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Phishing attacks against Cisco and Twilio

In both attacks, the attackers are targeting multifactor authentication. In the case of Twilio, the attackers impersonated Twilio's IT department and sent text messages to current and former employees, asking them to click a link to update their passwords or see how their schedule had changed. Using words such as "Twilio," "Okta," and "SSO," the attackers attempted to trick users into entering Okta credentials and 2FA codes on the fake page, allowing the attackers to gain unauthorized access to information for a limited number of Twilio user accounts. It is unknown how many employees fell for the phishing scheme and what information was compromised.

The Cisco attack also started with a phishing campaign designed to bypass MFA. After gaining access to an employee's password, the attacker conducted a series of sophisticated voice phishing attacks under the guise of various trusted organizations attempting to convince the victim to accept multi-factor authentication (MFA) push notifications initiated by the attacker. The attacker ultimately succeeded in achieving an MFA push acceptance, granting them access to VPN in the context of the targeted user.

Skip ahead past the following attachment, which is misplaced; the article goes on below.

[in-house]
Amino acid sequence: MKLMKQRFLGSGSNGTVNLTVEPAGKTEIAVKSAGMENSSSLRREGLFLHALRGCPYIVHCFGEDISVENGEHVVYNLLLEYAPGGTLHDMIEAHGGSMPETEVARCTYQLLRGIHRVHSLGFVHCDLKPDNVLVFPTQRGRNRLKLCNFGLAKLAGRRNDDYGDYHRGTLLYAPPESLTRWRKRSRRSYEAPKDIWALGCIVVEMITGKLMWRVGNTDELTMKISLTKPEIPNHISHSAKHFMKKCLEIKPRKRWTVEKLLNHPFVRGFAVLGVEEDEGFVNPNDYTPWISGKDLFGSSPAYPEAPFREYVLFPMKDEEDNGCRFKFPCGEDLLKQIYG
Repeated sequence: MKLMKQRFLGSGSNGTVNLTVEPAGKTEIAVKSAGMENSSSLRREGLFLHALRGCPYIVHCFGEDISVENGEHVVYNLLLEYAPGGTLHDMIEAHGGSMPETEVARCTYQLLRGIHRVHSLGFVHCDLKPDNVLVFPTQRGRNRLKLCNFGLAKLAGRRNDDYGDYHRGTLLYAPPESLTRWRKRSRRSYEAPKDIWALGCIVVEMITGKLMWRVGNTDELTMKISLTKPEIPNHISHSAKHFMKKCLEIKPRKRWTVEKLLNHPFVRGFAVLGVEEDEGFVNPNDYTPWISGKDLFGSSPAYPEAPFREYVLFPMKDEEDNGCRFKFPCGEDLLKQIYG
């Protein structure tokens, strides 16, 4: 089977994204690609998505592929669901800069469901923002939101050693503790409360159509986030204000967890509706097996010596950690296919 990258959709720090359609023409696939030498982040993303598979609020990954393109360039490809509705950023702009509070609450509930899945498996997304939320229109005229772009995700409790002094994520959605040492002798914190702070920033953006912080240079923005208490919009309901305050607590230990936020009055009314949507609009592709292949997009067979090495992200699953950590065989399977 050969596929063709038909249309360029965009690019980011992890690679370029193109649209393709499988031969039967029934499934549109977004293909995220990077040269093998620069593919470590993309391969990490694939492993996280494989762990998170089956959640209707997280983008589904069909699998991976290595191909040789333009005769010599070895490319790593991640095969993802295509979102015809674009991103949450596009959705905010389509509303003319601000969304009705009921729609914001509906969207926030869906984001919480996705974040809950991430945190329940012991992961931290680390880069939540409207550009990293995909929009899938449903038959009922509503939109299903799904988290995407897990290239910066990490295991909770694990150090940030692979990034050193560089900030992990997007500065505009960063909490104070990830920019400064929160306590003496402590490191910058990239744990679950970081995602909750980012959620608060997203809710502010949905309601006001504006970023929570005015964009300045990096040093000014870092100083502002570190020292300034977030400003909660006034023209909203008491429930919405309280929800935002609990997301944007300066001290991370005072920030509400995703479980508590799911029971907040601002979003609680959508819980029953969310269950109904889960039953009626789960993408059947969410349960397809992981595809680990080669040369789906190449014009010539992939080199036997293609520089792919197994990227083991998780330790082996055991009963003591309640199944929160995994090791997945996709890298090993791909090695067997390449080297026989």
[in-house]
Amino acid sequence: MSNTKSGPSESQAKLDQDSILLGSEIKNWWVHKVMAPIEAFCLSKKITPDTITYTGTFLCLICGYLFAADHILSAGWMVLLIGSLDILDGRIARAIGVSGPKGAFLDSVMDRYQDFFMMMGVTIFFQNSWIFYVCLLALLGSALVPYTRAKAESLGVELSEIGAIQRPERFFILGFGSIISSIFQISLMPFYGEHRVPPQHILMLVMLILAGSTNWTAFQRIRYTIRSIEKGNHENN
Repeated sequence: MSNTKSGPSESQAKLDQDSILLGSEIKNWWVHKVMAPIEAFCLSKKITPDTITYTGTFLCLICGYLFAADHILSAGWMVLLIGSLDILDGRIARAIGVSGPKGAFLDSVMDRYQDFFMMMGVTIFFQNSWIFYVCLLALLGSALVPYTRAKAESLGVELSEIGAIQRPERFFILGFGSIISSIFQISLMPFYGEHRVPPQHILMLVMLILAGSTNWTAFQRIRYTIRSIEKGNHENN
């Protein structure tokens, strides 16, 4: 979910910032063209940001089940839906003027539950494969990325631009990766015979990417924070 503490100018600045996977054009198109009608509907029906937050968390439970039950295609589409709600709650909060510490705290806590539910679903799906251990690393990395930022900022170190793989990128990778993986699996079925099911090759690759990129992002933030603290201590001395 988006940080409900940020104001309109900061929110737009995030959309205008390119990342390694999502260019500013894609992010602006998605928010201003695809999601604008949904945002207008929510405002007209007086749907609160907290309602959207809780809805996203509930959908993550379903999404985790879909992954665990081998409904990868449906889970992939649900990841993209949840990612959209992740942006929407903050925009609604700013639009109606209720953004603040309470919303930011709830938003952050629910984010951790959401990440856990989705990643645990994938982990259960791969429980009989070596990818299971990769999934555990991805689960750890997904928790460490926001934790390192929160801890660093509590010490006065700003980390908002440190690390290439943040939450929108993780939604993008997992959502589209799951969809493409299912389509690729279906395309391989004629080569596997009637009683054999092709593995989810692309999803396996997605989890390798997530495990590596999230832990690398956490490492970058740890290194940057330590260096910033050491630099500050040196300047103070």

As detailed by Cisco in its Talos Blog, followup lateral movement was facilitated by techniques and tactics used typically in Microsoft Active Directory networks, which underscores the inherent risks of Active Directory, once the attacker gains the initial foothold into an organization.

Both attacks illustrate how social engineering is used to penetrate networks of even tech savvy organizations, indicating that security awareness initiatives need to be increasingly combined with technical measures to protect the organization's IT assets.


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